In addition to being a very popular communication medium, email is also a very popular way to spread malicious software. Email is especially popular for phishing scams – where a user is tricked into sharing personal data with identity thieves. You should have your internet security software configured to scan every email that you receive. Furthermore, you should never open an email attachment nor click on any links from an unknown email address. Even if the sender looks legit, you should scan all attachments with your internet security software before opening them.



9. Disable Hidden Filename Extensions



Windows-based devices have a security flaw that makes them vulnerable to cyber threats. By default, the Windows operating system hides file extensions for all known file types. Unfortunately, that gives hackers a sneaky way to hide the file extensions of their malicious software programs. Therefore, you will want to disable that option in Windows. That way you will be more likely to notice suspicious file extensions that don’t belong on your computer.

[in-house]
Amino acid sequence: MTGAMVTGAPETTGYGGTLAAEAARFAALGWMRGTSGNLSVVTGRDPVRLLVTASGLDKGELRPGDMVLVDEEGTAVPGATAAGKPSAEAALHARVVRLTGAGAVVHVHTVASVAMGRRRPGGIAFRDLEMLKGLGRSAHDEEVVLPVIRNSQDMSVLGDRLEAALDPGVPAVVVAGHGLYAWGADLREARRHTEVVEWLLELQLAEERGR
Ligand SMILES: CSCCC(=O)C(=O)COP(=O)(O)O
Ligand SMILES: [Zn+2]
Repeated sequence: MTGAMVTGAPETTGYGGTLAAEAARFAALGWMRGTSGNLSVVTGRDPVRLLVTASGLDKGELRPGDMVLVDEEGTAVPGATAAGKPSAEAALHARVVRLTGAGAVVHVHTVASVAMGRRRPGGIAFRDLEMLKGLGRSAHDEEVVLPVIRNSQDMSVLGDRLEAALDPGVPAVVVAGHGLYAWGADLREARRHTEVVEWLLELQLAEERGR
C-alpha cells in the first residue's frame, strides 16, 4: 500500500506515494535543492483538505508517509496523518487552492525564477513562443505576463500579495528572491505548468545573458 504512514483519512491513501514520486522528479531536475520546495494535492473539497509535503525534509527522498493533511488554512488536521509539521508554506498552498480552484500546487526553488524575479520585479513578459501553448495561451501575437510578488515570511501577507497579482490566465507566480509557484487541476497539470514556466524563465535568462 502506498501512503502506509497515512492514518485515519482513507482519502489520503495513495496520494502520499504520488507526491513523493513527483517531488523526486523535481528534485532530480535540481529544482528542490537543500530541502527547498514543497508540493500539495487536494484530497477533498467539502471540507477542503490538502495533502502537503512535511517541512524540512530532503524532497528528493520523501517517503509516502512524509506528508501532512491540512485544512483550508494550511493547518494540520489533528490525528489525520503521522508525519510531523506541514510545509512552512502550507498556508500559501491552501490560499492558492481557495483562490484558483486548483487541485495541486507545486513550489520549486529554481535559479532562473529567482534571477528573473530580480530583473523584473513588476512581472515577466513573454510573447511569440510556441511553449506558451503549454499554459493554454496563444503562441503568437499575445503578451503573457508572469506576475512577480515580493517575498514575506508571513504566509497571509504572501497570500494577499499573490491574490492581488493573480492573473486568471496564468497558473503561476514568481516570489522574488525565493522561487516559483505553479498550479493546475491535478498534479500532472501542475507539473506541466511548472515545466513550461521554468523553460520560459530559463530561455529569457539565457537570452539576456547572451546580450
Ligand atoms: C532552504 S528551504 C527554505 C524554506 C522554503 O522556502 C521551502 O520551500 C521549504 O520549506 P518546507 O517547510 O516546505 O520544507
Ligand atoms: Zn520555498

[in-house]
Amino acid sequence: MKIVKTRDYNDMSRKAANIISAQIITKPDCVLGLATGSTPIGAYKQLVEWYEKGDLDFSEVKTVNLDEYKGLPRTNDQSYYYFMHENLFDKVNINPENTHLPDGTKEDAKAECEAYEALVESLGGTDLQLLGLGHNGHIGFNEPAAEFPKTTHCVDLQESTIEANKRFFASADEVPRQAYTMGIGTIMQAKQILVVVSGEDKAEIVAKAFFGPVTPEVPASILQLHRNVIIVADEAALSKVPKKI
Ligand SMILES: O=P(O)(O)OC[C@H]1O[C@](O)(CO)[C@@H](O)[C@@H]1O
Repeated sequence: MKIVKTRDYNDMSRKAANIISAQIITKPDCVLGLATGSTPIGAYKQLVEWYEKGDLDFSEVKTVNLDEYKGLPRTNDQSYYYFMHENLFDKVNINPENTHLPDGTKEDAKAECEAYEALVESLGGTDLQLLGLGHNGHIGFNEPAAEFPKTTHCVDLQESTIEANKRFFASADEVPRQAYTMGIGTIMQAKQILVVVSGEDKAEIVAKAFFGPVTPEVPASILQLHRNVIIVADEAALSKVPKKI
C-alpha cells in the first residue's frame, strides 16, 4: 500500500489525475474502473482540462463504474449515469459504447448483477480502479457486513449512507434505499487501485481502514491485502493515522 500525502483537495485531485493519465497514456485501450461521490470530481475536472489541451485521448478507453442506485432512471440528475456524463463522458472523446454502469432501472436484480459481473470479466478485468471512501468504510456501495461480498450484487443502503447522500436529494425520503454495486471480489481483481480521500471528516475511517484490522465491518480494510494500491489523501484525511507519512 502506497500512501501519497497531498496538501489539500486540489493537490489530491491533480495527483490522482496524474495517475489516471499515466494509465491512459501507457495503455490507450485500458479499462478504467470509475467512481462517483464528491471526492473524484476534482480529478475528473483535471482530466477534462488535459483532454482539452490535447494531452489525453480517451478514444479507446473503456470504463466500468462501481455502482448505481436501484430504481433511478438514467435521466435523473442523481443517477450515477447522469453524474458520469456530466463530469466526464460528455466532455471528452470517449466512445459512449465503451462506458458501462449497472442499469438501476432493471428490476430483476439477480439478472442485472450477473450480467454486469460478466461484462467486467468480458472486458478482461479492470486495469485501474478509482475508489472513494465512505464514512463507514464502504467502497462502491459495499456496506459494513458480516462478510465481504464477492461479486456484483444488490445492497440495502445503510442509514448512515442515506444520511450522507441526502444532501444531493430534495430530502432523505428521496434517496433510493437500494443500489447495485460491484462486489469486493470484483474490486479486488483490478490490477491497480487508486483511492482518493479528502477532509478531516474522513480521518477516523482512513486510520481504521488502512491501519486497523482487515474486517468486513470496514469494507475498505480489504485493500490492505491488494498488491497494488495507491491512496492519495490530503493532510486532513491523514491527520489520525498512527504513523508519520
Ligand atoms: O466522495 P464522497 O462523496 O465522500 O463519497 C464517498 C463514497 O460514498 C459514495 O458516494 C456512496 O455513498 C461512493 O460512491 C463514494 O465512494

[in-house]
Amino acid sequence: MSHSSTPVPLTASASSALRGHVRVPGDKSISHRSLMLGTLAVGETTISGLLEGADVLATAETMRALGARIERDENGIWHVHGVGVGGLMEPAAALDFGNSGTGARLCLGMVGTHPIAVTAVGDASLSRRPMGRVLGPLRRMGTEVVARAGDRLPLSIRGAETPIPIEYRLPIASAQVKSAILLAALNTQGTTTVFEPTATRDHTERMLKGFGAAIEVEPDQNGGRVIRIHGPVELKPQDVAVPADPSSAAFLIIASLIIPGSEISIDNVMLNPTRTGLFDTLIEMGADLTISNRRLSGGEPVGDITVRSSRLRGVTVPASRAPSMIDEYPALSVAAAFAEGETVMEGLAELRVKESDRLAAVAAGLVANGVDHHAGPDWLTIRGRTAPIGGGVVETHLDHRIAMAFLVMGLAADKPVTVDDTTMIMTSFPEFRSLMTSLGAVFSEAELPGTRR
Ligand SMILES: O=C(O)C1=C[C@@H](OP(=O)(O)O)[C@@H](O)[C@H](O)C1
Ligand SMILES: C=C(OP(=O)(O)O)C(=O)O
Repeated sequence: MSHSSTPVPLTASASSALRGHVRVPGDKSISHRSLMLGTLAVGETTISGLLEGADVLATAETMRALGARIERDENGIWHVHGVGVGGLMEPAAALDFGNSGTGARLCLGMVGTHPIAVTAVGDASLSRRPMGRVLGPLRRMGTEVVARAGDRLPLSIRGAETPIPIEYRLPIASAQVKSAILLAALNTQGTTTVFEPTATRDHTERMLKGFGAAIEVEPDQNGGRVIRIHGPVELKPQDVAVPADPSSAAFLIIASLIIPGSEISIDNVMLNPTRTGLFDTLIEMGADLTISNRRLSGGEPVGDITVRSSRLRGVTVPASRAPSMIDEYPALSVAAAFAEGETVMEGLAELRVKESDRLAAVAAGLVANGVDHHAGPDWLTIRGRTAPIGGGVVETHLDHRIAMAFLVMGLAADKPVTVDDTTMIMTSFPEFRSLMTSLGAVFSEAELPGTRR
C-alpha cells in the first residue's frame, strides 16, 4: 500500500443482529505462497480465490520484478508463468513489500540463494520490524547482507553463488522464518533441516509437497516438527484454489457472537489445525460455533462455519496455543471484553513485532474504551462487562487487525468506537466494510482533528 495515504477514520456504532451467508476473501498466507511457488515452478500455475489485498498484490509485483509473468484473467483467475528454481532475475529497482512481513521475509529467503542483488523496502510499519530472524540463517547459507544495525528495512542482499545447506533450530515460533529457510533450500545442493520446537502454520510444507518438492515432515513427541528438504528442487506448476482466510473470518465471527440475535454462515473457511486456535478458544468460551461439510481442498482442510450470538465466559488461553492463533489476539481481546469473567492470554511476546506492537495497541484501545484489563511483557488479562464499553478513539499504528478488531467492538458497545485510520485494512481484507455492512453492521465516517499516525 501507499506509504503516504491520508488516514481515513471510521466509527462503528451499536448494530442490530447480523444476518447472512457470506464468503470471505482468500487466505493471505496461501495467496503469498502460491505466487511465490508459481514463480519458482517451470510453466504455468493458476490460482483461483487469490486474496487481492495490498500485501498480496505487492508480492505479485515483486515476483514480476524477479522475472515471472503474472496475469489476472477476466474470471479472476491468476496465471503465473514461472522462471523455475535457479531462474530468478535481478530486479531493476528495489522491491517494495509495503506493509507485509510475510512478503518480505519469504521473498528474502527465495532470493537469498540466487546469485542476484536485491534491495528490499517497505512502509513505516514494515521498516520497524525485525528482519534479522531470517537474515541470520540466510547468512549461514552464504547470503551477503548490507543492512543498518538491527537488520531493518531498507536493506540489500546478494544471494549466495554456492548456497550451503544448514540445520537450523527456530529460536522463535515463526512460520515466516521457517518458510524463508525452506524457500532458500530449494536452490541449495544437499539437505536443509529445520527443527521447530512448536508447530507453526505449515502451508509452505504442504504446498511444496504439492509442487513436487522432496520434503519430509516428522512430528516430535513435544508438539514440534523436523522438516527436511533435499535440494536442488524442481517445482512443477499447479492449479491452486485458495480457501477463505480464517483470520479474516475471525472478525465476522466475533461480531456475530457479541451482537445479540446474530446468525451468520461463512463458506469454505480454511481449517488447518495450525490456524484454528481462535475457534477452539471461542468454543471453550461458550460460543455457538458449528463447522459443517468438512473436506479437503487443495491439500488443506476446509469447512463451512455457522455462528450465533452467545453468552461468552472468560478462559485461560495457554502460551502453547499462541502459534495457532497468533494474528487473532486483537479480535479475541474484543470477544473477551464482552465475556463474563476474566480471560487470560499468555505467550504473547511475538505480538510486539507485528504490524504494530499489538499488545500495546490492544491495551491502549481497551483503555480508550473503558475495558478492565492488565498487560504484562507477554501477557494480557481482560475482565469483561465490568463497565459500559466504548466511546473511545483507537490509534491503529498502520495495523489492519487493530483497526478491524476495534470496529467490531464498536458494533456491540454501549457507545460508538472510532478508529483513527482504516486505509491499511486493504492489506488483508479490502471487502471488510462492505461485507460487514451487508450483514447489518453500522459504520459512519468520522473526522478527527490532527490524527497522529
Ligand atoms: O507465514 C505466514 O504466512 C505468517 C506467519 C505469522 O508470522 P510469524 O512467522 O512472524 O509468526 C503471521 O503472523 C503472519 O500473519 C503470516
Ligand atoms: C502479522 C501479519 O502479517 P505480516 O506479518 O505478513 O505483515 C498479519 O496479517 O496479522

10. Turn Off Computer and Disconnect from the Internet



Last but not least, you don’t have to be actively browsing the Internet for your computer to succumb to a cyber attack. If you leave your computer on and connected to the Internet, it’s still at risk of cybersecurity threats. Therefore, when you are done using your computing device, you need to completely turn it off. Furthermore, you should go ahead and disconnect it from the Internet to make sure that there is absolutely no way that a cyber criminal could access it.


In short, protecting your computer from cyber threats starts with installing antivirus software and a firewall. However, just in case your device succumbs to a cybersecurity threat, you should create a boot disk, as well as conduct regular data backups. Always install available software updates – especially security updates for your operating system. Make sure that you configure strict browser and email security settings too. Don’t download or run unknown programs – and don’t open unknown attachments and links in emails. For added online security, disable the hidden filenames feature if you have a Windows-based device. Always turn off your computer and disconnect it from the Internet when you aren’t using it.